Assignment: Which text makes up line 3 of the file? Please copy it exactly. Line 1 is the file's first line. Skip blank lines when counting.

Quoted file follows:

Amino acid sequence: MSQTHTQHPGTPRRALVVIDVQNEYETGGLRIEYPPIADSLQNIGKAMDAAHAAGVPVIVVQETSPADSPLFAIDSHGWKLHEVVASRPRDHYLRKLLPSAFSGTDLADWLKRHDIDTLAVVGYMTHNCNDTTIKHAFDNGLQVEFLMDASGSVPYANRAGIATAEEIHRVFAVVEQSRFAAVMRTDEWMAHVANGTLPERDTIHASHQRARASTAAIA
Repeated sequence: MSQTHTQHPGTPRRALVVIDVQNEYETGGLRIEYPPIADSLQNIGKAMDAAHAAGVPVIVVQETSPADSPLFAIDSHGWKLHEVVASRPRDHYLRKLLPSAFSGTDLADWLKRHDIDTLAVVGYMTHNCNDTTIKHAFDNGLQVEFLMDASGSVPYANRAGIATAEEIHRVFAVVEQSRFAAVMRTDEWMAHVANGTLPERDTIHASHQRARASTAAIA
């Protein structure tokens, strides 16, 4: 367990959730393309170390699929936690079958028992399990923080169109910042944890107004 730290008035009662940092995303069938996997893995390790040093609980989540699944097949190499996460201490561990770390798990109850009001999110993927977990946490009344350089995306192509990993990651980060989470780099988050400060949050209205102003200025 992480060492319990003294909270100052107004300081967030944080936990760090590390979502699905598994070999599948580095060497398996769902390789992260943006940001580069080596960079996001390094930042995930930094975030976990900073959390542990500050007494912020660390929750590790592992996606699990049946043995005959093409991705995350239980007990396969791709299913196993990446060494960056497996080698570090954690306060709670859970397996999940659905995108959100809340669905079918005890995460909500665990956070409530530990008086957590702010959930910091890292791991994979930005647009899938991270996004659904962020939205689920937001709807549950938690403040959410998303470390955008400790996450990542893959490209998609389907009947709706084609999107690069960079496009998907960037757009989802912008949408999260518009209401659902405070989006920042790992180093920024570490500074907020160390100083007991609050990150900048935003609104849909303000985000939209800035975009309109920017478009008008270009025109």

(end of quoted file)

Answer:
């Protein structure tokens, strides 16, 4: 367990959730393309170390699929936690079958028992399990923080169109910042944890107004 730290008035009662940092995303069938996997893995390790040093609980989540699944097949190499996460201490561990770390798990109850009001999110993927977990946490009344350089995306192509990993990651980060989470780099988050400060949050209205102003200025 992480060492319990003294909270100052107004300081967030944080936990760090590390979502699905598994070999599948580095060497398996769902390789992260943006940001580069080596960079996001390094930042995930930094975030976990900073959390542990500050007494912020660390929750590790592992996606699990049946043995005959093409991705995350239980007990396969791709299913196993990446060494960056497996080698570090954690306060709670859970397996999940659905995108959100809340669905079918005890995460909500665990956070409530530990008086957590702010959930910091890292791991994979930005647009899938991270996004659904962020939205689920937001709807549950938690403040959410998303470390955008400790996450990542893959490209998609389907009947709706084609999107690069960079496009998907960037757009989802912008949408999260518009209401659902405070989006920042790992180093920024570490500074907020160390100083007991609050990150900048935003609104849909303000985000939209800035975009309109920017478009008008270009025109």